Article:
Is the future bright or is it a struggle (the glass full or half full question)?
Oh, it’s a struggle alright, but the future is bright too. I’ve always regarded myself as something of a cynical-optimist. Prepared for disappointment but always hoping for the best. Sometimes the power of positive thinking does seem to work. It’s hard to stay optimistic sometimes and I am prone to getting stuck in a rut from time to time, but in general I feel tremendously fortunate and grateful to live the life that I live.  I have so much to be thankful for. I may not sell as many albums as I’d like, or play to as many people as I’d like, but I still live for it. And I still love writing songs, recording music and performing.
You still love making music, given you continue to release albums, is it a necessity for you?
Yes. It may sound cliched but the creative process really is its own reward. There is a great feeling of accomplishment when you create something out of nothing or turn a negative emotion into something positive. It’s often like taking a weight off your shoulders or getting something out of your system so that you can look at it in a more objective manner. It can be very therapeutic or cathartic.

You can grow bitter or grow better. I often console myself if an album doesn’t achieve what I might think it should, by telling myself that the next one will be better. I think it’s healthy to always aspire to improve and develop your abilities. And with music and song-writing you never stop learning. There are always areas that you can work on, and that feeds your drive to move forward, improve and hopefully make better records. Playing live is rewarding too and necessary to gauge the quality of the work you’ve created. To see the reaction to songs and find out if they sink or swim. It also feeds the ego a little, helps to boost your confidence and provide some reassurance that you aren’t completely misguided or delusional.  
It’s a long time since you played in Ireland. Any plans to return? 
Yes, it’s been far too long since I was last over there on tour opening for The Handsome Family in 2009. I would love to come back and play some shows, especially the Kilkenny Rhythm & Roots Festival which people keep telling me is the greatest. I really enjoyed playing at Cleere’s when I was last there. The people were amazing and I’d love to return. I need to make some serious plans to get back over there to play especially with this new album out now. Of course, it would be great if I can get on another tour with a more established act to ensure a good crowd, but I just need to get a few gigs of my own organised and get over there again. It’s such a beautiful country to tour around and always a great experience to play to such passionate music lovers. I’ll keep you posted.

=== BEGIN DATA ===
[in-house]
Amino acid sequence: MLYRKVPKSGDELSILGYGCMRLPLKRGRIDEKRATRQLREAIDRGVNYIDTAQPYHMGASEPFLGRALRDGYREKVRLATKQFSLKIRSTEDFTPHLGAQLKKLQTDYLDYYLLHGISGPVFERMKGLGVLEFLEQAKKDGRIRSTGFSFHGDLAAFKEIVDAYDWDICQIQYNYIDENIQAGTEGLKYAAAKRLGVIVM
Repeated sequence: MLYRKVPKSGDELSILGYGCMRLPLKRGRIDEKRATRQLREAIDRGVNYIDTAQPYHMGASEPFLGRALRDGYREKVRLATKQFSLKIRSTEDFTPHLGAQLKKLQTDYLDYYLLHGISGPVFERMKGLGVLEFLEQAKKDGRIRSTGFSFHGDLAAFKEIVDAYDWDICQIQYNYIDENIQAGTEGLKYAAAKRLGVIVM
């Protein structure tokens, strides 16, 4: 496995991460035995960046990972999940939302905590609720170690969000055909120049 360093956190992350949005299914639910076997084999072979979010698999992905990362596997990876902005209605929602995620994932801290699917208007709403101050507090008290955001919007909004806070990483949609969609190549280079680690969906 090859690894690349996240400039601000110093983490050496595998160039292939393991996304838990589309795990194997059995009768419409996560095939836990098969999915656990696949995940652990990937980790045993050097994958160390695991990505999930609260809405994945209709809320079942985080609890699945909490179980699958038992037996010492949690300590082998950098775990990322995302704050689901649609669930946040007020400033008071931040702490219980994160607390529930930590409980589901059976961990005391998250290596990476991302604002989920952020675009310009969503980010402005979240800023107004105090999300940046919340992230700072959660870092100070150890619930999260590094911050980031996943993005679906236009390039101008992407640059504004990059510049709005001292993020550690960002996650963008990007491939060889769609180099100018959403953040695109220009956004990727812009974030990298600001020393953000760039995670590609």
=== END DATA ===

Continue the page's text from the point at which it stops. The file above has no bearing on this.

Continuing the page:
Interview by Stephen Rapid

Kenny Foster Interview

Kenny Foster is a singer songwriter who relocated from Joplin Missouri to Nashville seeking fame and fortune.  His tale is similar to many who land in The Music City and experience the trials and tribulations of making their mark in a sometimes impossibly competitive market where industry politics often dominate. What separates Foster from many of his peers is his capacity to articulate the experience in a credible, practical and pragmatic manner. Foster released his debut album Deep Cuts earlier this year and spoke with Lonesome Highway about his career before embarking on a short tour of Ireland and The U.K.


You often refer to the difficulties you encountered moving to Nashville from Missouri and establishing a foothold in the competitive music industry in the Music City. Do you now consider Nashville home and intend staying put?